Along the way, Dipoto acquired a bevy of pitching depth for an Angels farm system that was sorely lacking in that area. But he grew frustrated by not having the autonomy of a traditional GM -- a reality bred largely by Scioscia's contract, which runs until 2018 -- and he also had some hiccups.

In 2013 -- after the offseason additions of Hamilton, Joe Blanton, Tommy Hanson, Sean Burnett and Ryan Madson all backfired -- the Angels finished 18 games out of first place. And for most of 2015 -- from the early part of Spring Training until the end of April -- the Angels' brass was engaged in an awkward, contentious situation with Hamilton, who had a drug relapse in February and stayed away from the team until being traded to the Rangers.

Almost every one of Dipoto's executives and scouts are expected to stay on and Scioscia said "there will be absolutely no problem" with that. Scioscia believes Stoneman "is going to be that guy who will keep us together, keep the communication going."

"Bill's decision-making process is incredible, the way he's able to process stuff," Scioscia added. "Right now, since everything's up in the air, it will definitely be a calming effect for not only our front office, but our relationship down here with the staff."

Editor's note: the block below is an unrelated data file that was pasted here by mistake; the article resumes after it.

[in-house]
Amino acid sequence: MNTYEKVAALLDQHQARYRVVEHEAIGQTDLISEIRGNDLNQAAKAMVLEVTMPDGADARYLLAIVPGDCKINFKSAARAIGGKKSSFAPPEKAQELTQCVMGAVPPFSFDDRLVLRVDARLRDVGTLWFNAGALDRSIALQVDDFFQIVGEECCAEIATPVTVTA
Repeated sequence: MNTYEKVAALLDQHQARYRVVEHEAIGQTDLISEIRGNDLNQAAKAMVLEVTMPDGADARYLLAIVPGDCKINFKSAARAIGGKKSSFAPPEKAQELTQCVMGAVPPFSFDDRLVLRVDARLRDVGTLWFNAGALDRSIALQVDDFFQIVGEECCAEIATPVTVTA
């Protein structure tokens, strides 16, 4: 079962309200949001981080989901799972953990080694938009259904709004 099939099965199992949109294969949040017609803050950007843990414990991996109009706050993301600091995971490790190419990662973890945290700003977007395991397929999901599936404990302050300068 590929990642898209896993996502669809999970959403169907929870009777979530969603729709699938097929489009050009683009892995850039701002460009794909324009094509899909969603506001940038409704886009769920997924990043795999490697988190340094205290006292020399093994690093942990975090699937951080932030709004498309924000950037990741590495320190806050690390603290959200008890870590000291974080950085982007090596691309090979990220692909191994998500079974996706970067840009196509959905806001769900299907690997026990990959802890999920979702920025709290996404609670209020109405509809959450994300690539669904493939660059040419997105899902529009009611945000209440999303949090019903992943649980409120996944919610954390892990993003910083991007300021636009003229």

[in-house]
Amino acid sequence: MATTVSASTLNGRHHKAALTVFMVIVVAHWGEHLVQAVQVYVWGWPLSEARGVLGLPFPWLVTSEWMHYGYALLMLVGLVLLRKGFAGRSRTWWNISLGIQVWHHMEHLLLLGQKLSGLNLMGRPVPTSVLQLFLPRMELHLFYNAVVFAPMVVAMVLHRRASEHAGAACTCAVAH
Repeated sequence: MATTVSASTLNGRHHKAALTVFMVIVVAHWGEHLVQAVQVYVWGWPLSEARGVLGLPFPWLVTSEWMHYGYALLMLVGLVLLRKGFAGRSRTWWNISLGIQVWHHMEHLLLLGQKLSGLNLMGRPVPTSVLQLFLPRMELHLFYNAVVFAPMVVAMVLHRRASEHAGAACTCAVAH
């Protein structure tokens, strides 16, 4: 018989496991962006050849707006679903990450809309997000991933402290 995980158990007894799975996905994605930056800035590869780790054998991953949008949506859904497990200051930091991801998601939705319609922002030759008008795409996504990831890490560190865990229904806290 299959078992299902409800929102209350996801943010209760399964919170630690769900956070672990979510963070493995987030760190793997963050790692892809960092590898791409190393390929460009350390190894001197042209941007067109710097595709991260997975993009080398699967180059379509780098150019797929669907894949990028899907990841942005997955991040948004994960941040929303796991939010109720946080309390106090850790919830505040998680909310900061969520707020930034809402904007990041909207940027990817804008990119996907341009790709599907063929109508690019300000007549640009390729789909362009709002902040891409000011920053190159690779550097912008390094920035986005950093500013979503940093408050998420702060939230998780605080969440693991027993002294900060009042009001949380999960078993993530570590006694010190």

Stoneman, 71, served as the Angels' GM from 2000-07. During that time, he hired Scioscia and oversaw a club that won the World Series as a Wild Card team and then claimed three American League West titles in four years.

"He's connected with the club," Carpino said, adding that Stoneman will only be with the club through the end of the season. "Bill's a world champion general manager. He's going to do it on an interim basis, and we're excited he took that opportunity."

Alden Gonzalez is a reporter for Read his blog, Gonzo and "The Show", follow him on Twitter @Alden_Gonzalez and listen to his podcast.